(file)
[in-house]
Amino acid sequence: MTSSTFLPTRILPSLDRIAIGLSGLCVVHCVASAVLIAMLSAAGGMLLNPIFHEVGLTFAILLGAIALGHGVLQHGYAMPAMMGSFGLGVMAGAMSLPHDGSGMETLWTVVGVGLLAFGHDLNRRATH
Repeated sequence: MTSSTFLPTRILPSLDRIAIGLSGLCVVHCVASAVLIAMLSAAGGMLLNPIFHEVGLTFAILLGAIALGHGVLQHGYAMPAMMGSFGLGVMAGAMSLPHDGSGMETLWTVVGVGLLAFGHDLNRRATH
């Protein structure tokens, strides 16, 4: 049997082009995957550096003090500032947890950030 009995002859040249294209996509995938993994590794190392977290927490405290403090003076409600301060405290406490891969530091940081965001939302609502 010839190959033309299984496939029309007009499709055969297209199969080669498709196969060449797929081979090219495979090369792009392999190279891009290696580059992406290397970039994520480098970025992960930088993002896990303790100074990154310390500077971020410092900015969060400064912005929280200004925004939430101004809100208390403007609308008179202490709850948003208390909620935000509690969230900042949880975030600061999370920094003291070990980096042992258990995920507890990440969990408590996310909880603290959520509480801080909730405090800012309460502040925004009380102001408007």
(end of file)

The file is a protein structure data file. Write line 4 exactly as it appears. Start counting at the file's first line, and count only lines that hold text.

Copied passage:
């Protein structure tokens, strides 16, 4: 049997082009995957550096003090500032947890950030 009995002859040249294209996509995938993994590794190392977290927490405290403090003076409600301060405290406490891969530091940081965001939302609502 010839190959033309299984496939029309007009499709055969297209199969080669498709196969060449797929081979090219495979090369792009392999190279891009290696580059992406290397970039994520480098970025992960930088993002896990303790100074990154310390500077971020410092900015969060400064912005929280200004925004939430101004809100208390403007609308008179202490709850948003208390909620935000509690969230900042949880975030600061999370920094003291070990980096042992258990995920507890990440969990408590996310909880603290959520509480801080909730405090800012309460502040925004009380102001408007």